As an actual massively multiplayer game, though, The Crew doesn't gel. PVP options are weak - especially compared to Horizon 2's excellent 'road trip' playlists - and co-op isn't well incentivised. The game's terrific fun to play with friends, but it can't come up with good enough reasons to bring the wider community together, and its online schema and interface are arcane and confusing.
So there we have it. A unique, compulsive, expansive racing game, and the greatest road-trip simulator ever (with a respectful nod toward Euro Truck Simulator). You can pick it up for around £20. It's a no-brainer.
But should you spend an extra £15 to get the new Wild Run expansion as well? And if you already own and love The Crew, should you upgrade? This one isn't so easy to answer.
The first problem is that several of the best updates to the game come for free in the latest patch. There's a graphical upgrade, including some decent dynamic weather effects and very handsome new lighting. Though capable of moments of great beauty, The Crew was previously pretty rough visually, so this is a welcome improvement. The handling of most of the game's cars has also been revamped (though crash physics remain, er, unpredictable).
Of equal significance to the game's community: the endgame reward system has had a much-needed overhaul. It used to be parsimonious and far too random, and fans were ultimately reduced to grinding out the quick-fire jump skills in the hope they would yield the parts needed to get their cars to the level cap. Now, getting a platinum badge in any activity at max level awards you proportionally and generously with either upgrade parts (which are guaranteed to be useful to you) or cosmetic items.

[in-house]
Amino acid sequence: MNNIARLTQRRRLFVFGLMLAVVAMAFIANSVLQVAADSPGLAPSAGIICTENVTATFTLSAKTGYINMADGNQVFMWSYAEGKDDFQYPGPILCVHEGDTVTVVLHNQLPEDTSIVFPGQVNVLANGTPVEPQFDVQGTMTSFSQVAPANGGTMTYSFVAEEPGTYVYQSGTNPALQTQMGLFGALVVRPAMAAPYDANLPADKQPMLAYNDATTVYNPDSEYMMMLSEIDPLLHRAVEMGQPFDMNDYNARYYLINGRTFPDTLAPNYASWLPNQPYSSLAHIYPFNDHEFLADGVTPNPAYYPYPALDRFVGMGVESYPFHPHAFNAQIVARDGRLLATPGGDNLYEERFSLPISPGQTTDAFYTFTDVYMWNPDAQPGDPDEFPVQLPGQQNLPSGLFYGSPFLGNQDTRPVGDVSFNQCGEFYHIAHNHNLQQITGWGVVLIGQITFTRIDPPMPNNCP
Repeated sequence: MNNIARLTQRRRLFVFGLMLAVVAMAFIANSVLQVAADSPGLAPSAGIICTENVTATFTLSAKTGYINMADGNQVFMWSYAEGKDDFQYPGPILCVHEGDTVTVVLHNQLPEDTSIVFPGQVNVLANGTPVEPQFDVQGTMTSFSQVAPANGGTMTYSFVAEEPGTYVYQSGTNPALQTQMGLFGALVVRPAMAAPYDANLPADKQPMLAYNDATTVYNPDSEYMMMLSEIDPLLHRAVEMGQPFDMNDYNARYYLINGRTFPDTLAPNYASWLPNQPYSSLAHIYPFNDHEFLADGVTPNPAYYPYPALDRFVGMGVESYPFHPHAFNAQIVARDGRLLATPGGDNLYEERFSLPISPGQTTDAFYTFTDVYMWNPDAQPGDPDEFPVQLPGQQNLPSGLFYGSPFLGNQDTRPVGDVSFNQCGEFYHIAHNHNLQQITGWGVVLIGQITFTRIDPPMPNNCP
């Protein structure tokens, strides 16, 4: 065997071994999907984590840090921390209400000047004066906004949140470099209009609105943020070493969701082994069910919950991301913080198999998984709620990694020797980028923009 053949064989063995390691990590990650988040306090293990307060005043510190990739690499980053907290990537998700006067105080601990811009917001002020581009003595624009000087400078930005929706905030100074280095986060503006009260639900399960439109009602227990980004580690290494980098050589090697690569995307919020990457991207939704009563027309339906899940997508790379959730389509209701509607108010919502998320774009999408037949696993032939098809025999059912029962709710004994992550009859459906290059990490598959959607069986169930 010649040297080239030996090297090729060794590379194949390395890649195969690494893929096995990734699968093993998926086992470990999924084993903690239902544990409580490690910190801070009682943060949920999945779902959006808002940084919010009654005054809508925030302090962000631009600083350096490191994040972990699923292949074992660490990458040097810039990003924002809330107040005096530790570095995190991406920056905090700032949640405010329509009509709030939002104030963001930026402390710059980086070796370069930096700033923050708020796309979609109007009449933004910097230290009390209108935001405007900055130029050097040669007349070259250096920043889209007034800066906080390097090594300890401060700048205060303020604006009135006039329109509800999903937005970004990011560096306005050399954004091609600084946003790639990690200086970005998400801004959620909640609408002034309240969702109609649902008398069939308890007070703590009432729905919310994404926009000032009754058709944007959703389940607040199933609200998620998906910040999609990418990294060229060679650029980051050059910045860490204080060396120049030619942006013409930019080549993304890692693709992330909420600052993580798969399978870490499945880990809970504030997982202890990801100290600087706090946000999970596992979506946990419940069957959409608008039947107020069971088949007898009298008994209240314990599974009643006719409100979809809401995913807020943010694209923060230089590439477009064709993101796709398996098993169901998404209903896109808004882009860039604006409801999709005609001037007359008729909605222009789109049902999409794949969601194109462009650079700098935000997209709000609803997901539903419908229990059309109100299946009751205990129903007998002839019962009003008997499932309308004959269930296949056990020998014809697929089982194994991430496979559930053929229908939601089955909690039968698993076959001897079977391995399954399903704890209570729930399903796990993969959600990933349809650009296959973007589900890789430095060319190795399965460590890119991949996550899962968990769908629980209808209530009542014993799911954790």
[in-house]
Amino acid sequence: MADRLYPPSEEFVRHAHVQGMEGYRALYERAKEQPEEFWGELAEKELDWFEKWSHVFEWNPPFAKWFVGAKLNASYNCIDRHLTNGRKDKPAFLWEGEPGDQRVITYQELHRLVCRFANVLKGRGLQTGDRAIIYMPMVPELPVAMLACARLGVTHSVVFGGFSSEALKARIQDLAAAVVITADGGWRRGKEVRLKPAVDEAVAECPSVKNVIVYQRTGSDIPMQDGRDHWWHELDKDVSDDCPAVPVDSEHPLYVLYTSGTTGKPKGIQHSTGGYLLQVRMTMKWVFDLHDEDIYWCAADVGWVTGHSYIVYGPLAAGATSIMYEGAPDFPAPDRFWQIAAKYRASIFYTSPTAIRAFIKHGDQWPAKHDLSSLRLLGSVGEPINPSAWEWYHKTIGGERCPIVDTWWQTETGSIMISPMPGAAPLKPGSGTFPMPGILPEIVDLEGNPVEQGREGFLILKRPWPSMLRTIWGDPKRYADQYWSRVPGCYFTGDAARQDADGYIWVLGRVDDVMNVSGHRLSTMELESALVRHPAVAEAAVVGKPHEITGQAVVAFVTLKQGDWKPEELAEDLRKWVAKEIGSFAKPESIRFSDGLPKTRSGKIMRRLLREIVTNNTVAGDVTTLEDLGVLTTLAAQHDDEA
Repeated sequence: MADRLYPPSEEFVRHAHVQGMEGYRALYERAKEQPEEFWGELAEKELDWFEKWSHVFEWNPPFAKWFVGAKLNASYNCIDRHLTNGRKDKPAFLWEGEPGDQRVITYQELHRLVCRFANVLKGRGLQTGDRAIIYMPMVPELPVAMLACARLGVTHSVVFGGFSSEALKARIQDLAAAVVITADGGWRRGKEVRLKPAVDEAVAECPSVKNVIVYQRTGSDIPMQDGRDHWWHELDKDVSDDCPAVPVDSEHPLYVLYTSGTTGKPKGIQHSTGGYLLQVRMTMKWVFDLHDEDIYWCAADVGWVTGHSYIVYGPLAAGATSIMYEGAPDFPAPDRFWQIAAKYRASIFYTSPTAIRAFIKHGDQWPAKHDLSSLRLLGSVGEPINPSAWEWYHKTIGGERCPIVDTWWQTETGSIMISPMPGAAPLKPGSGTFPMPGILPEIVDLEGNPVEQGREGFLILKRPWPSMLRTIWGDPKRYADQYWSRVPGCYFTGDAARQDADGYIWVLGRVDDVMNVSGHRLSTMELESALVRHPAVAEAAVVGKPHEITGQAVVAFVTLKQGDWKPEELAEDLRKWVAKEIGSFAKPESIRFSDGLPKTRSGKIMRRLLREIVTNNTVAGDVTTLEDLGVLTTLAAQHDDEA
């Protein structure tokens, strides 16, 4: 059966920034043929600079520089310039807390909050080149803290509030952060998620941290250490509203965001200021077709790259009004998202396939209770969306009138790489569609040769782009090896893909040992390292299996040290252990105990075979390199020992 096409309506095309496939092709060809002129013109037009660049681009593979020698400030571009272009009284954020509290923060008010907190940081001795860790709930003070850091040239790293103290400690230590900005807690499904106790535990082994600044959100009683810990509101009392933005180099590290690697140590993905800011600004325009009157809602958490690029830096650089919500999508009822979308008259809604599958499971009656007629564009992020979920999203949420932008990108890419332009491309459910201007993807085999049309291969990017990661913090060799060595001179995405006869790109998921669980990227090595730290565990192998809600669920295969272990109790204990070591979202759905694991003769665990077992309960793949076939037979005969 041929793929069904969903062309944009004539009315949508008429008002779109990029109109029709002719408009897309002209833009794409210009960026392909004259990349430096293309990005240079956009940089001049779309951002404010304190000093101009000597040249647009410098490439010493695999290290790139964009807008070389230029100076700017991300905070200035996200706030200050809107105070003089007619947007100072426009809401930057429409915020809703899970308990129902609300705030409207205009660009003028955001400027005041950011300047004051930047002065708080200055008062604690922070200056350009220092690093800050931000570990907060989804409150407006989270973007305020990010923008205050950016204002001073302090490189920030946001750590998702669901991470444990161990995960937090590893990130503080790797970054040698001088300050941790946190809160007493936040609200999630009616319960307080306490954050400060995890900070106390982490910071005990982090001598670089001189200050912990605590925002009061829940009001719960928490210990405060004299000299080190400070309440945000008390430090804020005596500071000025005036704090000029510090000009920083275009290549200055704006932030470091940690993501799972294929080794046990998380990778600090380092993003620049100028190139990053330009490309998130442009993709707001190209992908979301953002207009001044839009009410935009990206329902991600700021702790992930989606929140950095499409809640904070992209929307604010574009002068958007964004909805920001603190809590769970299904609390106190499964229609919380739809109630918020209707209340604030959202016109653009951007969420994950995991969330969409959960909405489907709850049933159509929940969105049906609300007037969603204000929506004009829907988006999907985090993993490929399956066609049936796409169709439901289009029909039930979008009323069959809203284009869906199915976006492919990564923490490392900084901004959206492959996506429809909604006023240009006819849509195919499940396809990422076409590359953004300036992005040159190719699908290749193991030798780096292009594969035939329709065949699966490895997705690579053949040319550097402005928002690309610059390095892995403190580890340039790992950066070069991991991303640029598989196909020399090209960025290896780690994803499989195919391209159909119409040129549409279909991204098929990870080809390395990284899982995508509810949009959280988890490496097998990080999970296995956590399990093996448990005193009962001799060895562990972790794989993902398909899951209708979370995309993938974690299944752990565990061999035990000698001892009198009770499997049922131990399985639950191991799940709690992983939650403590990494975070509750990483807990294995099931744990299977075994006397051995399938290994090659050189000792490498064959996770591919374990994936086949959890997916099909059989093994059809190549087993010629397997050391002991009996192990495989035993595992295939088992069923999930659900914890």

Setting these freebies aside, then, the best reason to shell out for Wild Run is probably the addition of motorbikes. These can be used in almost every activity in the game, and come in all the original spec flavours. They're well balanced, handling some events better than cars, some worse. They handle simply but well, and with their focus on gently throttle-steering through bends, they offer a pleasingly modulated alternative to the cars' rather lead-footed driving style.
Wild Run also adds three "extreme" specs for cars only: monster trucks, drag racers and drift cars. Each is fun, in a limited, mini-game sort of way. Monster trucks bound and wallow around giant stunt arenas that paradoxically make them feel like toy RC cars. Drag racers reach ridiculous speeds via what are essentially quick-time events. Drift cars are much as you find them in every other racing game. Though they all come with their own upgrade paths, of course, it's hard to see them as much more than novelties because they're not well integrated with the game as a whole, each existing within its own individual bubble. Damningly, you'd be pretty unlikely to use any of them for The Crew's principal pleasure: cruising around the map.
The real problem with Wild Run, however, is that it's one of those MMO expansions that is more concerned with trying to get players to behave in the way the developers want them to than with giving them what they what. It's a classic example of game design as social reverse-engineering.